View full screen - View 1 of Lot 377. The Annual visit of the Doge to Santa Maria della Salute, Venice.

Giuseppe Borsato

The Annual visit of the Doge to Santa Maria della Salute, Venice

Property from the Estate of Kay Battaglia

Giuseppe Borsato

Giuseppe Borsato

The Annual visit of the Doge to Santa Maria della Salute, Venice

The Annual visit of the Doge to Santa Maria della Salute, Venice

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Property from the Estate of Kay Battaglia

Giuseppe Borsato

Venice 1771 - 1849

The Annual visit of the Doge to Santa Maria della Salute, Venice

oil on canvas

canvas: 26¾ by 33⅜ in.; 68 by 84.8 cm.

framed: 33½ by 40¼ in.; 85 by 102 cm.

The canvas has an old glue relining and is planar and stable under a varnish which has dulled over time and is slightly dirty. The colors remain vibrant and overall the painting has a bright, fresh presence. There is a subtle craqueleure pattern throughout which is more noticeable under raking light and in the lighter areas of the sky. The details in the foreground are well-preserved. Ultraviolet light reveals a milky varnish and just a few small areas of restoration in the sky, mostly concentrated along the upper edge. Overall the painting is in good condition. Offered in a carved giltwood frame.

The lot is sold in the condition it is in at the time of sale. The condition report is provided to assist you with assessing the condition of the lot and is for guidance only. Any reference to condition in the condition report for the lot does not amount to a full description of condition. The images of the lot form part of the condition report for the lot. Certain images of the lot provided online may not accurately reflect the actual condition of the lot. In particular, the online images may represent colors and shades which are different to the lot's actual color and shades. The condition report for the lot may make reference to particular imperfections of the lot but you should note that the lot may have other faults not expressly referred to in the condition report for the lot or shown in the online images of the lot. The condition report may not refer to all faults, restoration, alteration or adaptation. The condition report is a statement of opinion only. For that reason, the condition report is not an alternative to taking your own professional advice regarding the condition of the lot. NOTWITHSTANDING THIS ONLINE CONDITION REPORT OR ANY DISCUSSIONS CONCERNING A LOT, ALL LOTS ARE OFFERED AND SOLD "AS IS" IN ACCORDANCE WITH THE CONDITIONS OF SALE/BUSINESS APPLICABLE TO THE RESPECTIVE SALE.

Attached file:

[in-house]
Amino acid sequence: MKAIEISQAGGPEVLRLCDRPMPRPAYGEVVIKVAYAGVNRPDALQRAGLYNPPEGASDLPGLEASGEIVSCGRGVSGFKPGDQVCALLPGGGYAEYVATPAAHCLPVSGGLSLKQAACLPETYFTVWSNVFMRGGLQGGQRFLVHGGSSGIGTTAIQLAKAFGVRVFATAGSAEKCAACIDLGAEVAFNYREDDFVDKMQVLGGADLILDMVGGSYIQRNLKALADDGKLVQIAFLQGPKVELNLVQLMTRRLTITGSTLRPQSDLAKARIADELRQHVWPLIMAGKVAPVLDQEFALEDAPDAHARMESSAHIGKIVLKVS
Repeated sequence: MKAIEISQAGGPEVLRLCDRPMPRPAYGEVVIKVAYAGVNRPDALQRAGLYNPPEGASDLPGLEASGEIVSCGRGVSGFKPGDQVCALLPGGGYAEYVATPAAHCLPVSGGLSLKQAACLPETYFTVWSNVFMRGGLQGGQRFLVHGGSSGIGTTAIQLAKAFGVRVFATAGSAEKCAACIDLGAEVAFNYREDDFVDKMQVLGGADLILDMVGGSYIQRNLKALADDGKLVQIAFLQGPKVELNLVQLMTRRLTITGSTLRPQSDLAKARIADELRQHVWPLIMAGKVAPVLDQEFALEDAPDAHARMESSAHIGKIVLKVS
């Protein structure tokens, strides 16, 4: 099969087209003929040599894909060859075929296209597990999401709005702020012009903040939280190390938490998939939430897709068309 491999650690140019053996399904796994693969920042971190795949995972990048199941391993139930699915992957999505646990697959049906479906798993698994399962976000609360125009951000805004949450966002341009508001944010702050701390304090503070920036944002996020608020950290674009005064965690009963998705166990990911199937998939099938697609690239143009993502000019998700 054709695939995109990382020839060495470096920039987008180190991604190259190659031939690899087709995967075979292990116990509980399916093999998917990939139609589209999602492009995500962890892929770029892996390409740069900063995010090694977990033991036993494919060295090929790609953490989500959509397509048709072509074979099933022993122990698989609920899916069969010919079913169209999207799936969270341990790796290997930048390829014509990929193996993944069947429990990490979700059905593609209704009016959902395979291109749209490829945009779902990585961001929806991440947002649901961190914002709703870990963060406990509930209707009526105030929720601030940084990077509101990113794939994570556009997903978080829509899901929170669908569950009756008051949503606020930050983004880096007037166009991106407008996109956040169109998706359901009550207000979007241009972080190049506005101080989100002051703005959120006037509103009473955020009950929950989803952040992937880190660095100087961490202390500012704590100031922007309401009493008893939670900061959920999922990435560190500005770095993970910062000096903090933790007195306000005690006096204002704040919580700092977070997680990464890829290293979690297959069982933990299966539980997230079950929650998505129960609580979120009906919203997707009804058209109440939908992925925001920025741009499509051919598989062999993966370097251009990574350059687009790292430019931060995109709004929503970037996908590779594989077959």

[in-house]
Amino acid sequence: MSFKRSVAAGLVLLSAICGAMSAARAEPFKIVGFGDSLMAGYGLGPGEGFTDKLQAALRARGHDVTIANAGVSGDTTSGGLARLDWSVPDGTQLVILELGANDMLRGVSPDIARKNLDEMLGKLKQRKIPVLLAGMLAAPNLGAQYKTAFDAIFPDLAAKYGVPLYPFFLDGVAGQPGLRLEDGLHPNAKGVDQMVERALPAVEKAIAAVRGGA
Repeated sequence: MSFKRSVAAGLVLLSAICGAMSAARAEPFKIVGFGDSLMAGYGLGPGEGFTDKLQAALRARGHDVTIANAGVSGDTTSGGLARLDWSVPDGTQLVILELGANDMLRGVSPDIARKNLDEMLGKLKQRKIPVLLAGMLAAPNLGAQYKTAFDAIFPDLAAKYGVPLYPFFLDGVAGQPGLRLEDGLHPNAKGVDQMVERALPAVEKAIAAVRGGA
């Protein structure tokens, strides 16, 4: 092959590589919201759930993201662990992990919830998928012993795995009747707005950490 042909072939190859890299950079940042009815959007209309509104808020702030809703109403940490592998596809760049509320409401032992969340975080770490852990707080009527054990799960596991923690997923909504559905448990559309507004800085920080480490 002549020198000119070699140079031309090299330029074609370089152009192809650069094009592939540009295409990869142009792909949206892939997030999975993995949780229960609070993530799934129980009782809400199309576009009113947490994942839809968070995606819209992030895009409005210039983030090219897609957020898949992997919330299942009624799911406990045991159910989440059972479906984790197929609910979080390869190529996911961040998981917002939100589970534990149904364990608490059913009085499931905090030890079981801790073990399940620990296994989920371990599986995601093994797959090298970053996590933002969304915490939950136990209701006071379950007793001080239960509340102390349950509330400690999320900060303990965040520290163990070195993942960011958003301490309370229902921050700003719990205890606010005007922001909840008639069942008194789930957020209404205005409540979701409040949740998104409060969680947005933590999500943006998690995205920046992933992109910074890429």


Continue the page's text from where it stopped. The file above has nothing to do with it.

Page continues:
John Ingram (1767-1841), Venice, who then moved with his collection in 1819 to Palazzo Mignanelli, Rome;

Thence by descent to his son Hughes Ingram (born circa 1800);

Thence by descent to his nephew Ingram Fuller Godfrey (1827-1916), son of Augusta Ingram and John Godfrey, Brook Street House, Ash-next-Sandwich, Kent;

Thence by descent to his nephew Alfred Hamilton Godfrey, Esq.;

By whom anonymously sold ("The Property of a Gentleman"), London, Christie's, 15 March 1929, lot 82 (as one of a pair);

There acquired by R. Langton Douglas (1864–1951), former director of the National Gallery, Dublin;

By descent to his wife, Mrs. Jean Douglas, New York;

From whom acquired by the late owner in 1955. 

R. De Feo, Giuseppe Borsato 1770 - 1849, Venice 2016, cat. no. V 1 VIII. 

This painting was originally part of a group of at least eight works which were acquired in Venice by the Englishman John Ingram, who was a patron of Francesco Guardi in Venice before moving in 1819 to Palazzo Mignanelli in Rome.1 Indeed he and his family were quite entrenched in the Venetian art world as it is recorded that his daughter Augusta was a pupil of Francesco Novelli before she married John Godfrey and moved to England.2 The set of Borsatos, along with Ingram's entire collection, were passed on to his son Hughes and from there to his nephew, son of Augusta, who was living in the Godfrey family home on Brook Street in Kent. Along with some of the Guardis from Ingram's collection, the Borsatos were ultimately offered for sale by their descendant Alfred Hamilton Godfrey in London in 1929, sold as four lots each with a pair of scenes by Borsato. The present painting was paired with a depiction of The Courtyard of the Doge's Palace, Venice, with figures, and acquired at that sale (along with the other three Borsato lots) by R. Langton Douglas, a scholar on early Italian art and the former director of the National Gallery of Art in Dublin.  He eventually settled in New York with his third wife, Jean Douglas, who inherited the paintings and sold the present one to the late owner in 1955. 

The group was sold as by Giuseppe Borsato in 1929, and in 1955 W.G. Constable, then a curator at the Museum of Fine Arts, Boston, indicated in private correspondence with Mrs. Douglas that the attribution to Borsato was likely.  

1. His move from Venice to Rome is recorded in a letter dated 4 May 1819 from the Austrian Governor of Venice to the Secretary of the Venetian Academy granting permission for Ingram to remove his paintings by Guardi from Venice (after the Secretary had originally objected to their departure). See F. Haskell, "Francesco Guardi as Vedutista and Some of His Patrons," in Journal of the Warburg and Courtauld Institutes, vol. 23, July - December 1960, pp. 271-2.

2. For further information on John Ingram and his collection, see F. Haskell, op. cit., and J. Byam Shaw, "Some Guardi Drawings Rediscovered," in Master Drawings, vol. 15, Spring 977, pp. 3-5, 14.